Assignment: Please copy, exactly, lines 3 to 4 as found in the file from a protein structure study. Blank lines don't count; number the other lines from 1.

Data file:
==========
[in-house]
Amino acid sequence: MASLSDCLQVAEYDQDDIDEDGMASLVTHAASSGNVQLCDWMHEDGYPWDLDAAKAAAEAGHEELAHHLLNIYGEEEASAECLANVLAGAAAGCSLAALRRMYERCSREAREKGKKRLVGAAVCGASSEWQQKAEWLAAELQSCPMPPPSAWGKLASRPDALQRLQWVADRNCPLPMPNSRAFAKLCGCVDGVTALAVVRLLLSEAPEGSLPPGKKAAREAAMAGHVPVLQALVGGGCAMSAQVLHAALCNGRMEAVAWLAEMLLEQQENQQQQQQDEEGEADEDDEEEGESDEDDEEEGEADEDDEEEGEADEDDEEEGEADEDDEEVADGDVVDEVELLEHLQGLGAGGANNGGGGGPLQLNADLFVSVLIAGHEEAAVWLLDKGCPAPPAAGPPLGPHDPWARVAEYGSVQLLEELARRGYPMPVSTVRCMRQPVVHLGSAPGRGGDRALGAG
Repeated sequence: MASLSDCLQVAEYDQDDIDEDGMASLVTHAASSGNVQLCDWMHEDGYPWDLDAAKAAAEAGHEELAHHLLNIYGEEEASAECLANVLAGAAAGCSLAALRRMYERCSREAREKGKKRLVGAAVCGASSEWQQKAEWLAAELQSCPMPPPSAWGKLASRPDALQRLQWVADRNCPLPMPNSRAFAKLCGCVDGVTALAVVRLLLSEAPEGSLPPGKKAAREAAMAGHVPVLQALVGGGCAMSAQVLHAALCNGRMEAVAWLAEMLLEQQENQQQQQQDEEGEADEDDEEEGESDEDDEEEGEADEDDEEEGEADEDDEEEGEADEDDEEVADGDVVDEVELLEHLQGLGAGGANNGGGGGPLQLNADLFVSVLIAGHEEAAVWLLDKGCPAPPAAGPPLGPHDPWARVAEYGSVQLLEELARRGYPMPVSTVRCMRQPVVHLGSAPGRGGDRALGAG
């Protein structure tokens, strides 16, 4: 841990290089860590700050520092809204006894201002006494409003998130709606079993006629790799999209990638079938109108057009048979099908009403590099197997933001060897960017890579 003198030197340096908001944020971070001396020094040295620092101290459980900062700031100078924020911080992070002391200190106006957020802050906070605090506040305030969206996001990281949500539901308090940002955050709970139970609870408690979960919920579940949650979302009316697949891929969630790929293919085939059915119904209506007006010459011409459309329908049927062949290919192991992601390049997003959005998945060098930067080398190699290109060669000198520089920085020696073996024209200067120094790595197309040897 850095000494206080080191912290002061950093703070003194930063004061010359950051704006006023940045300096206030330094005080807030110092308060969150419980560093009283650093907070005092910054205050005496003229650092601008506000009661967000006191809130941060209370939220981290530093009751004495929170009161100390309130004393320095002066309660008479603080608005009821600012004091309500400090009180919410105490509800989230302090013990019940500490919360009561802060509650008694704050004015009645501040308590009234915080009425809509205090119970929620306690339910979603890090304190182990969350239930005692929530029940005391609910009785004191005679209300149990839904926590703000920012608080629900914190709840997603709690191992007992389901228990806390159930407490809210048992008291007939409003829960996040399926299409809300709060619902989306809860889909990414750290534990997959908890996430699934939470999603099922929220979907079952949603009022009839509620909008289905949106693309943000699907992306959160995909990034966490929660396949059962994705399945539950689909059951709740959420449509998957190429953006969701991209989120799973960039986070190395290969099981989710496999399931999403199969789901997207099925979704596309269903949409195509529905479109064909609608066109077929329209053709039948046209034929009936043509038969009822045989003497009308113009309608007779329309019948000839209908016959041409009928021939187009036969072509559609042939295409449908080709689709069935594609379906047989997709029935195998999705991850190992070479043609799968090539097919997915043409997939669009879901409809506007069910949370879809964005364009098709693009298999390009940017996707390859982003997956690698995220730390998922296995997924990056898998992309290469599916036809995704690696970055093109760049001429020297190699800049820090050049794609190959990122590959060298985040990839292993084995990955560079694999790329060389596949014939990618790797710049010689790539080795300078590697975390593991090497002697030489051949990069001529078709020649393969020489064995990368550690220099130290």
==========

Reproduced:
Repeated sequence: MASLSDCLQVAEYDQDDIDEDGMASLVTHAASSGNVQLCDWMHEDGYPWDLDAAKAAAEAGHEELAHHLLNIYGEEEASAECLANVLAGAAAGCSLAALRRMYERCSREAREKGKKRLVGAAVCGASSEWQQKAEWLAAELQSCPMPPPSAWGKLASRPDALQRLQWVADRNCPLPMPNSRAFAKLCGCVDGVTALAVVRLLLSEAPEGSLPPGKKAAREAAMAGHVPVLQALVGGGCAMSAQVLHAALCNGRMEAVAWLAEMLLEQQENQQQQQQDEEGEADEDDEEEGESDEDDEEEGEADEDDEEEGEADEDDEEEGEADEDDEEVADGDVVDEVELLEHLQGLGAGGANNGGGGGPLQLNADLFVSVLIAGHEEAAVWLLDKGCPAPPAAGPPLGPHDPWARVAEYGSVQLLEELARRGYPMPVSTVRCMRQPVVHLGSAPGRGGDRALGAG
């Protein structure tokens, strides 16, 4: 841990290089860590700050520092809204006894201002006494409003998130709606079993006629790799999209990638079938109108057009048979099908009403590099197997933001060897960017890579 003198030197340096908001944020971070001396020094040295620092101290459980900062700031100078924020911080992070002391200190106006957020802050906070605090506040305030969206996001990281949500539901308090940002955050709970139970609870408690979960919920579940949650979302009316697949891929969630790929293919085939059915119904209506007006010459011409459309329908049927062949290919192991992601390049997003959005998945060098930067080398190699290109060669000198520089920085020696073996024209200067120094790595197309040897 850095000494206080080191912290002061950093703070003194930063004061010359950051704006006023940045300096206030330094005080807030110092308060969150419980560093009283650093907070005092910054205050005496003229650092601008506000009661967000006191809130941060209370939220981290530093009751004495929170009161100390309130004393320095002066309660008479603080608005009821600012004091309500400090009180919410105490509800989230302090013990019940500490919360009561802060509650008694704050004015009645501040308590009234915080009425809509205090119970929620306690339910979603890090304190182990969350239930005692929530029940005391609910009785004191005679209300149990839904926590703000920012608080629900914190709840997603709690191992007992389901228990806390159930407490809210048992008291007939409003829960996040399926299409809300709060619902989306809860889909990414750290534990997959908890996430699934939470999603099922929220979907079952949603009022009839509620909008289905949106693309943000699907992306959160995909990034966490929660396949059962994705399945539950689909059951709740959420449509998957190429953006969701991209989120799973960039986070190395290969099981989710496999399931999403199969789901997207099925979704596309269903949409195509529905479109064909609608066109077929329209053709039948046209034929009936043509038969009822045989003497009308113009309608007779329309019948000839209908016959041409009928021939187009036969072509559609042939295409449908080709689709069935594609379906047989997709029935195998999705991850190992070479043609799968090539097919997915043409997939669009879901409809506007069910949370879809964005364009098709693009298999390009940017996707390859982003997956690698995220730390998922296995997924990056898998992309290469599916036809995704690696970055093109760049001429020297190699800049820090050049794609190959990122590959060298985040990839292993084995990955560079694999790329060389596949014939990618790797710049010689790539080795300078590697975390593991090497002697030489051949990069001529078709020649393969020489064995990368550690220099130290």